Java: Clone and Cloneable

Object.clone offers a shortcut for creating exact, field-by-field, copies of objects. A lot of the boiler plate typically required in copy constructors or static factory methods goes away.

Unfortunately the cloning API is poorly designed and should almost always be avoided. See sections Critique and Alternatives to Cloning for more information.

Both arrays and objects can be cloned. Apart from the section specifically on arrays, this article focuses on cloning objects.


Here's how to make a Car class cloneable:

class Car implements CloneableThis tells Object.clone that it's safe to clone of Car objects. If we omit this, Object.clone will throw a CloneNotSupportedException. {

    private String make;
    private int doors;
    private Motor motor;
    private Gearbox gearbox;

    public Car(String make,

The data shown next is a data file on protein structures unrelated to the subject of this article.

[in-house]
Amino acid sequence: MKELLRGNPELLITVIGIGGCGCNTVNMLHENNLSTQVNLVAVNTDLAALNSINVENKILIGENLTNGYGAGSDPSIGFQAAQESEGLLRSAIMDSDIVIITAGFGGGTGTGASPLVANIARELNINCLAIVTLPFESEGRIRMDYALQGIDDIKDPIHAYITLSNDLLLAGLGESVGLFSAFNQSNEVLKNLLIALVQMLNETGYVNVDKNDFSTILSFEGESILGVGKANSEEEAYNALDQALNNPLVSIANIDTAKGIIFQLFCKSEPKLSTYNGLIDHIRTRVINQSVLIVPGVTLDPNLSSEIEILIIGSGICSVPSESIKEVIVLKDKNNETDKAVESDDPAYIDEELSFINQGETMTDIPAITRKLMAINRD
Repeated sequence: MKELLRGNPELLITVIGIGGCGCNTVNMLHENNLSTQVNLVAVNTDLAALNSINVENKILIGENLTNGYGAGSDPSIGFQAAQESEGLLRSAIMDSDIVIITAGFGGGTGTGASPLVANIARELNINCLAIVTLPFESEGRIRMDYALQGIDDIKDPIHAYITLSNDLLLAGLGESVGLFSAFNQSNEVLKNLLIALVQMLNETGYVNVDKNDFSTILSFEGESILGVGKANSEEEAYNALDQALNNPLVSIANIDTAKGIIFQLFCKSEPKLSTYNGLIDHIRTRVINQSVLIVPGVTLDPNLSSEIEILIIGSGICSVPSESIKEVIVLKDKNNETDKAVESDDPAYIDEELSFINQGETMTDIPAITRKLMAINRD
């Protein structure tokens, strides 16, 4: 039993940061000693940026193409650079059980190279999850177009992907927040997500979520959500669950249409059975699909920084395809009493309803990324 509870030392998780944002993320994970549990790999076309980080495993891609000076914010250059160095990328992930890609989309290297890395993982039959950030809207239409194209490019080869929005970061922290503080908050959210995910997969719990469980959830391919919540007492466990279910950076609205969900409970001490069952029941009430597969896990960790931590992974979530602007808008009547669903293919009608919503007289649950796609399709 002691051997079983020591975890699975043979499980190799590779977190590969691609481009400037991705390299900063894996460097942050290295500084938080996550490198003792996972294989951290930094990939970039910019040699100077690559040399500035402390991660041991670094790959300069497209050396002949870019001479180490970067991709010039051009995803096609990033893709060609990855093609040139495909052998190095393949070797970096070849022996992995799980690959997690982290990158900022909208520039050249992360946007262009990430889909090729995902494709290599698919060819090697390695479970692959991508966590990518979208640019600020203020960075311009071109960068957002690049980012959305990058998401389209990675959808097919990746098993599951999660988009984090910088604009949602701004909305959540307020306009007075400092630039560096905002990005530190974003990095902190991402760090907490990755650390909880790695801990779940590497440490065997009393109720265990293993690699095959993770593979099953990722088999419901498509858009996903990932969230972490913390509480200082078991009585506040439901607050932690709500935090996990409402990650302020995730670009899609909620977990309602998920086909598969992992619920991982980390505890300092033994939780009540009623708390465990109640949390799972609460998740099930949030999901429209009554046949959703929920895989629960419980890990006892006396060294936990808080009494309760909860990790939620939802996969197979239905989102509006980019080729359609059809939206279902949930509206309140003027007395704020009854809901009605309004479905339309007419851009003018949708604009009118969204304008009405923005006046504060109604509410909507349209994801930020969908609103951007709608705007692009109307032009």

int doors,
               Motor motor,
               Gearbox gearbox) {

    public Car clone() {Object.clone is protected, so we need to override it to make it public

        try {
            Car c = (Car) super.clone()Use Object.clone to create a copy of the correct type
and do a field-by-field copy
; // c.doors = doors;Already copied by Object.clone c.motor = motor.clone(); c.gearbox = gearbox.clone();Clone children to produce a deep copy // c.make = make;No need to clone make, since strings are immutable return c; } catch (CloneNotSupportedException e) { // Will not happen in this case return null; } } … }

Then, clone away…

Car car1 = new Car("BMW", 4, someMotor, someGearbox);
Car car2 = p1.clone();

// car1 and car2 refer to distinct objects

Shallow vs Deep Cloning

See Shallow vs Deep Copy (with examples) if you're not familiar with these terms.

According to convention, clone should return a deep copy. This is typically the expected / most useful alternative. Consider the Car example at the top of the article. It would be quite annoying if car1.getGearbox().setGear(4) would affect the current gear of car2!

Object.clone however, creates a shallow copy. This means that the object returned by super.clone() refers to the same "children" as the original object. It's therefore important that the clone method clones the referenced objects and updates the references before returning the result, as was done with motor and gearbox in the example above.